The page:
How to clean Up Docker Resources – Images, Containers, and Volumes

In the previous article, we showed you how to install and use Docker on CentOS 7 .As you work with Docker, you tend to accumulate an excessive number of unused images, volumes, and containers. These resources will clutter the output and consume a lot of disk space. In this tutorial, you will learn how to clean up Docker resources and organize your server.

Purge all

You can clean all the Docker resources including images, stopped containers, volumes, and networks with a single command. You can choose one of the options below:

Reference: Dangling resources are the ones that aren’t related to any running container.

OPTION 1:

docker system prune

This will remove:
– all stopped containers
– all networks not used by at least one container
– all dangling images
– all dangling build cache

OPTION 2:

docker system prune -a

This will remove:
– all stopped containers
– all networks not used by at least one container
– all images without at least one container associated with them
– all build cache

OPTION 3:

docker system prune -a --volumes

This will remove:
– all stopped containers
– all networks not used by at least one container
– all volumes not used by at least one container
– all images without at least one container associated with them
– all build cache

Removing Docker Images

To remove a specific image, you need to know its image ID. You can find the image ID of a Docker container using the “docker images” command

docker images

Remove image:

docker rmi <Image ID>

Removing Dangling Images:

When you build a Docker image, it generally has several layers of images. Dangling images are the layers that do not have any relation with any tagged image. Dangling images consume disk space but serve no purpose. They can be listed using the command:

docker images -f dangling=true

You can remove these images by running the following command:

docker image prune

Remove all images

You can list all the docker images by using the command:

docker images -a

Once you’ve decided to remove them all, you can use this command to delete them all:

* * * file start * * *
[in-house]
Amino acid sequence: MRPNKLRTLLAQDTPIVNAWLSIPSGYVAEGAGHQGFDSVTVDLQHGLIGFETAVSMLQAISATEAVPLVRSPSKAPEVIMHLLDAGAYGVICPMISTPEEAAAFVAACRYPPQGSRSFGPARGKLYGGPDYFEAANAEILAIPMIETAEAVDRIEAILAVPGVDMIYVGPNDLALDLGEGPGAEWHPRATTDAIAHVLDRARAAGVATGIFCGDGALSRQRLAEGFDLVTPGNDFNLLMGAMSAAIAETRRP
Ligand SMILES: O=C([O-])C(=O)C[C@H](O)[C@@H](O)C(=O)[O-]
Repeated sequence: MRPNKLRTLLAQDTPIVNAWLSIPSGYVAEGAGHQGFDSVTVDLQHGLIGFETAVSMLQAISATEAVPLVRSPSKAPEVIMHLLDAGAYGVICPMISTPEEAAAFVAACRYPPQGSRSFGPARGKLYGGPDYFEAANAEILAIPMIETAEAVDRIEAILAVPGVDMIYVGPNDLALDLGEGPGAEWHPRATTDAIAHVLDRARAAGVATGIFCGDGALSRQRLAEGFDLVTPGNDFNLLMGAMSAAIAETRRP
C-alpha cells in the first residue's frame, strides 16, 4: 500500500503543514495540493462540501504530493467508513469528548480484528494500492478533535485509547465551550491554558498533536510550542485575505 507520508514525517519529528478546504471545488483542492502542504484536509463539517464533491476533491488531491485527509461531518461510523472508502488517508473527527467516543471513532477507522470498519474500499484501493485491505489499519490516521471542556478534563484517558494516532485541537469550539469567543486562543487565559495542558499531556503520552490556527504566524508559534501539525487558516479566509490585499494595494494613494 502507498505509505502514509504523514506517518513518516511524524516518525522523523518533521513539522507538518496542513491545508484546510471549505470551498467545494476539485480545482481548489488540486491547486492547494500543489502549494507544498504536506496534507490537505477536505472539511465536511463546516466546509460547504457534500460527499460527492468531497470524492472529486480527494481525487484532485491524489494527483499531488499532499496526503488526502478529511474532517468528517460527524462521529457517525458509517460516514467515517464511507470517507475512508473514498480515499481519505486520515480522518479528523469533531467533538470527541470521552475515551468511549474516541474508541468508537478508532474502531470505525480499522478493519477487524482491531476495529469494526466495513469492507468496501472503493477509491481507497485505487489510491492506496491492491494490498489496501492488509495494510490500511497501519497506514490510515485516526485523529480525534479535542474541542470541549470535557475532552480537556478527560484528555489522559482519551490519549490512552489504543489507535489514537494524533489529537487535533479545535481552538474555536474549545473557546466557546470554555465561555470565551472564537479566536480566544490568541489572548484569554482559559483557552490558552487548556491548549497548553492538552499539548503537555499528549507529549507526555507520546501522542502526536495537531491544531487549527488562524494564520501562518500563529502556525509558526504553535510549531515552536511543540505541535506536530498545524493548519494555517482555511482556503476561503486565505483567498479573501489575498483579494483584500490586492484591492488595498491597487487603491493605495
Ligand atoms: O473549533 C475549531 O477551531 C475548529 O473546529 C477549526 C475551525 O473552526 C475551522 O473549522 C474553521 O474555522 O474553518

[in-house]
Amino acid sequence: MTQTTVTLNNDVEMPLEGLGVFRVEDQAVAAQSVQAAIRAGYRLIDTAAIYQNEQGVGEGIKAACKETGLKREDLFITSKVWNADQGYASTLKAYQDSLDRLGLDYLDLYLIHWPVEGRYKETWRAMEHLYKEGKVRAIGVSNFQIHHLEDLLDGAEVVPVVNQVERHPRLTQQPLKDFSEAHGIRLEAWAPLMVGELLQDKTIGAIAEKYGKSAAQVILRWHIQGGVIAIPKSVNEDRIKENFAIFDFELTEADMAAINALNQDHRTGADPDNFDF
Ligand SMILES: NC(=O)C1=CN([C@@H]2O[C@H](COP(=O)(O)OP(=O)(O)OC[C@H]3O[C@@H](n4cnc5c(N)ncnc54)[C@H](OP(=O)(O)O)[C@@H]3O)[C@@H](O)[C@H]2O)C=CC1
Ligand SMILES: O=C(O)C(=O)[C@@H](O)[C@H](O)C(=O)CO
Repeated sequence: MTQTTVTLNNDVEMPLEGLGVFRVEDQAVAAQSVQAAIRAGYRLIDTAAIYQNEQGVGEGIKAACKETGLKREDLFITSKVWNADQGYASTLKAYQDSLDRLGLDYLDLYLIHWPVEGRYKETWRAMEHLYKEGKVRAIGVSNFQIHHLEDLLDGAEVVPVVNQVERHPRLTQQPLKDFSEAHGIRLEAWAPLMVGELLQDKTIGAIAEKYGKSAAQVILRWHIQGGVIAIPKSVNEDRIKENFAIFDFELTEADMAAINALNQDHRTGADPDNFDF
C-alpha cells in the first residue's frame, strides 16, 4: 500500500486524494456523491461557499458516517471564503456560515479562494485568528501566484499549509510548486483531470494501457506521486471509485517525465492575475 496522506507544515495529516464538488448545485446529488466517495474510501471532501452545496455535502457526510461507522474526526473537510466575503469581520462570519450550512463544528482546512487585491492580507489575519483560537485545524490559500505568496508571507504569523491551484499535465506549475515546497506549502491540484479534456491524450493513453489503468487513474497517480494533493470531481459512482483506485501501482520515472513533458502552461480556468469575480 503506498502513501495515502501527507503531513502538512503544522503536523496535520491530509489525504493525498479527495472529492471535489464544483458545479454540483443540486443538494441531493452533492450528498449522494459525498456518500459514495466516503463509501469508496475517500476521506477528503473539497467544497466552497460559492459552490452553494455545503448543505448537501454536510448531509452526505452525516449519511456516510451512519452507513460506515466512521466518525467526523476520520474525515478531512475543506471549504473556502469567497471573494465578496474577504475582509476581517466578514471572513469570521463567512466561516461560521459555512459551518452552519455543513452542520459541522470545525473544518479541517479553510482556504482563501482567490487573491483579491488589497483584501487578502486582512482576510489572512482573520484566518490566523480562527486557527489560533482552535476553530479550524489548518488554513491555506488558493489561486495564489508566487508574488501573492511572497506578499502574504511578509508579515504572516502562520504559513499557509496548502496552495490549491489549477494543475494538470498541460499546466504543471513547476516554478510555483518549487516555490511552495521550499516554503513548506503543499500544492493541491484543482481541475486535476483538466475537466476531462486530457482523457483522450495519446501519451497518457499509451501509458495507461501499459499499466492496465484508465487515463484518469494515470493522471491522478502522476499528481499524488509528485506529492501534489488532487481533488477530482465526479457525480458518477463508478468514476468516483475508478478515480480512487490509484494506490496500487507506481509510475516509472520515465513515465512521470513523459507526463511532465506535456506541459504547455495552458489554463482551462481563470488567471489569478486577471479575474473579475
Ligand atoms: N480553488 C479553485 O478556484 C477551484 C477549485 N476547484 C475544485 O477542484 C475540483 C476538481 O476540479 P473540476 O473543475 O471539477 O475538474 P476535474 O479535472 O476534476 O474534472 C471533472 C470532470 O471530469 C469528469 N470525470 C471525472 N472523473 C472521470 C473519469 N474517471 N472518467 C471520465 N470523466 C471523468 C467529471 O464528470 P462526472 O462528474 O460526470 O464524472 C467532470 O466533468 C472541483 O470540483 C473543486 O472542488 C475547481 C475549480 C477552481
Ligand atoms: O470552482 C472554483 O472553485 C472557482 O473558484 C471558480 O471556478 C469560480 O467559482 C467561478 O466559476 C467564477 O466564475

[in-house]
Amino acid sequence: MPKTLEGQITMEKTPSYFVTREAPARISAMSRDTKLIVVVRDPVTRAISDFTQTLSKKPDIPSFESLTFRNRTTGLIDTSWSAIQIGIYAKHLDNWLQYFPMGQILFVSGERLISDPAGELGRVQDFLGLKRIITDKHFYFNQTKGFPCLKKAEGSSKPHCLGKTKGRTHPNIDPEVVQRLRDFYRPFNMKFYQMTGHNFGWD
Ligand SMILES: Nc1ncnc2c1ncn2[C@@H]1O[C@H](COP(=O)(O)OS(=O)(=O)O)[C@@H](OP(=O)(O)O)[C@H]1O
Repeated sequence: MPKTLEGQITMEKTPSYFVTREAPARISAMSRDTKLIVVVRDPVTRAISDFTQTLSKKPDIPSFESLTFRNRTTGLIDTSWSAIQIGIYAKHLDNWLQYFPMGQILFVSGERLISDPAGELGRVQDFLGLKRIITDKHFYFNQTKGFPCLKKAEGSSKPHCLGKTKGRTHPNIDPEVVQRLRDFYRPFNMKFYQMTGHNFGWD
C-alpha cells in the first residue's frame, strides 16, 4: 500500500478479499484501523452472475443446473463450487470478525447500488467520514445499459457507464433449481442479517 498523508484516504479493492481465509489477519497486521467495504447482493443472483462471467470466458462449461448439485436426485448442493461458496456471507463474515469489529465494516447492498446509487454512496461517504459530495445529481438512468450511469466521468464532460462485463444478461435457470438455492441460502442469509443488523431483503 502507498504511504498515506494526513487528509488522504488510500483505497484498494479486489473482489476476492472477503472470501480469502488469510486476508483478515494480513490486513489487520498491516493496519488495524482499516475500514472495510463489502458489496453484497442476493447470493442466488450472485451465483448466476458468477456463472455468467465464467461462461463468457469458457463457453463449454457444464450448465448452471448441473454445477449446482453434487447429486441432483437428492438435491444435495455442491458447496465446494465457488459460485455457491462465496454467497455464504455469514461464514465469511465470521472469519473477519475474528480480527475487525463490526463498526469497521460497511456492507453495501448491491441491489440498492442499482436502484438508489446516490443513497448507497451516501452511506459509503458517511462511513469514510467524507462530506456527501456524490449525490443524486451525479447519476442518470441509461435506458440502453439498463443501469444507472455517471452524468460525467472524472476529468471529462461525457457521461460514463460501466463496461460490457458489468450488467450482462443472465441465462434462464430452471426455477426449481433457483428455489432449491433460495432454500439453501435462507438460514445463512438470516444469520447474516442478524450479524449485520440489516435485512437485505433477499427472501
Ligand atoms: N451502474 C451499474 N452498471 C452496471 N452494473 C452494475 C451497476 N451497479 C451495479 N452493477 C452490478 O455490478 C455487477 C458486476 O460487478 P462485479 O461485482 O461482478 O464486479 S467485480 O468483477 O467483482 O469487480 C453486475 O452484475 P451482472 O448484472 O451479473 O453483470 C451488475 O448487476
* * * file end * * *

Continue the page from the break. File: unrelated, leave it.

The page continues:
docker images -a -q | xargs docker rmi

Removing Containers:

To list the containers, you can use the command:

docker ps -a

To remove the containers, use the command:

docker rm <<Container Name/Container ID>>

Running Containers Temporarily

If you want to run the container only once, you can choose to delete the container automatically once it exits. You can do so using the command:

docker run --rm <<ImageName>>

Removing exited containers

You can filter the exited containers using the “-f” argument. List the exited containers using the command:

docker ps -a -f status=exited

Now that you’ve filtered them, remove them using this command:

docker rm $(docker ps -a -f status=exited -q)

Stop and Remove All Containers

Before doing so, review all the containers on your server by listing them. Only once you’re sure that you want to delete them, run the following commands:

List the containers to review:

docker ps -a

Stop and Remove:

docker stop $(docker ps -a -q)
docker rm $(docker ps -a -q)

Remove a specific volume

To remove a specific volume, you need to know the volume name. To find that out, you can list the volumes.

docker volume ls

REMOVE:

docker volume rm <<VolumeName>>

Conclusion

That’s all we guide you in this article, you will know how to clean up your Docker resources and organize your server.


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